The Healthy Home Offerings via the Mealtime Environment (HOME) Plus study: design and methods.


Journal Article

BACKGROUND:Informed and engaged parents and healthful home environments are essential for the health of youth. Although research has shown health benefits associated with family meals, to date, no randomized controlled trial (RCT) has been developed to examine the impact of a family meals intervention on behavioral and health outcomes. METHODS/DESIGN:The Healthy Home Offerings via the Mealtime Environment (HOME) Plus study is a two-arm (intervention versus attention-only control) RCT being conducted in Minneapolis/St. Paul. Built on previous pilot research, HOME Plus aims to increase the frequency and healthfulness of family meals and snacks and reduce children's sedentary behavior, particularly screen time, to promote healthier eating and activity behaviors and prevent obesity. HOME Plus is delivered to families in community settings. The program includes 10 monthly sessions focused on nutrition and activity education, meal planning and preparation skill development. In addition, five motivational goal-setting phone calls are conducted with parents. The primary outcome measure is age- and gender-adjusted child BMI-z score at post-intervention by treatment group. Secondary household-level outcomes include family meal frequency, home availability of healthful foods (fruits/vegetables) and unhealthful foods (high-fat/sugary snacks) and beverages (sugar-sweetened beverages), and the quality of foods served at meals and snacks. Secondary child outcomes include dietary intake of corresponding foods and beverages and screen time. CONCLUSIONS:The HOME Plus RCT actively engages whole families of 8-12 year old children to promote healthier eating and activity behaviors and prevent obesity through promotion of family meals and snacks and limited media use.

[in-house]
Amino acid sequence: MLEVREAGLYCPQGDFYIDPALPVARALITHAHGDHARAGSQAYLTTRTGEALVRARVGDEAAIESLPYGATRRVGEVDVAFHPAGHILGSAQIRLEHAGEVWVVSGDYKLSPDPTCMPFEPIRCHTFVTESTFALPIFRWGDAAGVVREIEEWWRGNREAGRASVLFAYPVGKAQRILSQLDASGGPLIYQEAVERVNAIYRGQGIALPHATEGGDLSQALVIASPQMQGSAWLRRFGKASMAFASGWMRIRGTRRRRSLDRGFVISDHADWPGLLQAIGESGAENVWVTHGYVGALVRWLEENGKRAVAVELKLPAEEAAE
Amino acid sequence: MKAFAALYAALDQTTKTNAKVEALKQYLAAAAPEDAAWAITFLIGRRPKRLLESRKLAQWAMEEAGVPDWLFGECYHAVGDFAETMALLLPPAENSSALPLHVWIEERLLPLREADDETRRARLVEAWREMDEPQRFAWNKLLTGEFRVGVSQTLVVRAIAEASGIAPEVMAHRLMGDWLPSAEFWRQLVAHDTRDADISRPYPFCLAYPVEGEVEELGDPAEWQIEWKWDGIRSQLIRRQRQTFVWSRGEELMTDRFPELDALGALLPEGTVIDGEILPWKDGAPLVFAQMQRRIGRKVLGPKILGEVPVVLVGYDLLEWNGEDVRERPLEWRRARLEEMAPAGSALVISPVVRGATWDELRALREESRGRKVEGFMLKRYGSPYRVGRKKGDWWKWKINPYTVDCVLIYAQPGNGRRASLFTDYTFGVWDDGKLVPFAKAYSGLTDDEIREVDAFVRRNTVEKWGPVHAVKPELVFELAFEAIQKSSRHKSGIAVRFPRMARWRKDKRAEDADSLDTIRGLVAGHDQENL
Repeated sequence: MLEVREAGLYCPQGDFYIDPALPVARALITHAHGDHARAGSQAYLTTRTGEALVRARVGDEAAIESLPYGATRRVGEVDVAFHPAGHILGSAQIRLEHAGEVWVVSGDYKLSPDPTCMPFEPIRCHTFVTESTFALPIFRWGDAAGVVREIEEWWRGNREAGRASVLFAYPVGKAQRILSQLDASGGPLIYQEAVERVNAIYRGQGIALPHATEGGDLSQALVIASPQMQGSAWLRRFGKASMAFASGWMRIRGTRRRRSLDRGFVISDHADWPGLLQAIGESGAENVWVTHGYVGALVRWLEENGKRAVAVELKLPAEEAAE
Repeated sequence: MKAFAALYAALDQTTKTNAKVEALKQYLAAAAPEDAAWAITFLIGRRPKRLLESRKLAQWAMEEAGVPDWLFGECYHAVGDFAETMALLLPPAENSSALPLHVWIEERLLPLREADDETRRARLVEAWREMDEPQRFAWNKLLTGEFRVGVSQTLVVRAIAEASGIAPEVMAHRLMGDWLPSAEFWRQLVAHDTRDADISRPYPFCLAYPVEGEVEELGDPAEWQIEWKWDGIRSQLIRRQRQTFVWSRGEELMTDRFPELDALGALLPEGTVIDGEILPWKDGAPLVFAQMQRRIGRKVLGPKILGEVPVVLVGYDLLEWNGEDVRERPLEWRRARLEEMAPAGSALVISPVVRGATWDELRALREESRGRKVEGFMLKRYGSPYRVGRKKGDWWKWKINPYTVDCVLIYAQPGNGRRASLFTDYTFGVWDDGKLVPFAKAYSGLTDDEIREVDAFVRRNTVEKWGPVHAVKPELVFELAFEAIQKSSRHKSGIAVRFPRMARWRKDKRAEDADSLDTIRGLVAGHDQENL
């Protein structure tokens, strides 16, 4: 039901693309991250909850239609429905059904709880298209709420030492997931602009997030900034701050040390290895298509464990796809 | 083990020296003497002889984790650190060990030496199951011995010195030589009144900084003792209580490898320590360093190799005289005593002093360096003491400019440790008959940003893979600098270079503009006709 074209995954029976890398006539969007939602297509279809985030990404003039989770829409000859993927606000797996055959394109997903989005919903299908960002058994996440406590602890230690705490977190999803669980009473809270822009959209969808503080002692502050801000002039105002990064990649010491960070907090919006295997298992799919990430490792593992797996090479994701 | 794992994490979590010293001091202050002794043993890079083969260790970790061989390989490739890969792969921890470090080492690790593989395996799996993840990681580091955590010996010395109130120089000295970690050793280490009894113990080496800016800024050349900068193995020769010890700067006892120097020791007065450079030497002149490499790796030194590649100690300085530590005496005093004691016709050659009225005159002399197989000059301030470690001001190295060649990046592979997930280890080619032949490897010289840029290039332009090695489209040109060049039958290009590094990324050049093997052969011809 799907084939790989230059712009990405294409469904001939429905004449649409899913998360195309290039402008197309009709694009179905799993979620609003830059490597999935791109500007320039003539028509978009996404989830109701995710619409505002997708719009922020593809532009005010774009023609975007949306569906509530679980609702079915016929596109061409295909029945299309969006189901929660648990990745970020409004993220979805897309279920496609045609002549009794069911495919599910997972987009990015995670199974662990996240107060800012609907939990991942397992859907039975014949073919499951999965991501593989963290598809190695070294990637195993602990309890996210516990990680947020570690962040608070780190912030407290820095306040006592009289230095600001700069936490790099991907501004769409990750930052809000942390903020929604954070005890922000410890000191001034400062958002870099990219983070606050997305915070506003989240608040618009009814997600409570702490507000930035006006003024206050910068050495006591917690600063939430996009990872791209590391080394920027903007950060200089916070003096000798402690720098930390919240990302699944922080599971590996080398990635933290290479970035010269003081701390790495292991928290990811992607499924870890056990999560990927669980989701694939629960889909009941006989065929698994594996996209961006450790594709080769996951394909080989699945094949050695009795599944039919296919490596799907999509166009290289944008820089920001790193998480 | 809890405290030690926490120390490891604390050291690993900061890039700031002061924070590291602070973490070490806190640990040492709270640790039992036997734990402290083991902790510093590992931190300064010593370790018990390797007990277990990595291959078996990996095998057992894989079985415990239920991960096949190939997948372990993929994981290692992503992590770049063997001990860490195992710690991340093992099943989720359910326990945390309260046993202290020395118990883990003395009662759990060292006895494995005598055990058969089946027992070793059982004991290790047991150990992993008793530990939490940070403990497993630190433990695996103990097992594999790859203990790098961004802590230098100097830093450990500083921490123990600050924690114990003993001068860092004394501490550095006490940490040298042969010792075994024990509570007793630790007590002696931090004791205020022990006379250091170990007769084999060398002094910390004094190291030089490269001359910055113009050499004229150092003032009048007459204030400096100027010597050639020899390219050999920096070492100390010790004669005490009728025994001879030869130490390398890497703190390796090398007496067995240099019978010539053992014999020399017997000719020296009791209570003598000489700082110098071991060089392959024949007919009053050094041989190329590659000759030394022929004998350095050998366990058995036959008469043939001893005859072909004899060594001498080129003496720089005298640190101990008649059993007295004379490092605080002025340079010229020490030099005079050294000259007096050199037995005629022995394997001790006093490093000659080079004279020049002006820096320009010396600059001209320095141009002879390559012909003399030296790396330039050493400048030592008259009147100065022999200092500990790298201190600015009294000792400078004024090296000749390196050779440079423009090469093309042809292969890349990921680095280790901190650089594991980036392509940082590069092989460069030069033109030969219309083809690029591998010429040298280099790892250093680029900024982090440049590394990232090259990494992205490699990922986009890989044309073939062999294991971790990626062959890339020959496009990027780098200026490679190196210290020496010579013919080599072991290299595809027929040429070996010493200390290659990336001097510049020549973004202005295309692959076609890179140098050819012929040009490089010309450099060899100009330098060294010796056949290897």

Full Text

Duke Authors

Cited Authors

  • Fulkerson, JA; Neumark-Sztainer, D; Story, M; Gurvich, O; Kubik, MY; Garwick, A; Dudovitz, B

Published Date

  • May 2014

Published In

Volume / Issue

  • 38 / 1

Start / End Page

  • 59 - 68

PubMed ID

  • 24480729

Pubmed Central ID

  • 24480729

Electronic International Standard Serial Number (EISSN)

  • 1559-2030

International Standard Serial Number (ISSN)

  • 1551-7144

Digital Object Identifier (DOI)

  • 10.1016/j.cct.2014.01.006


  • eng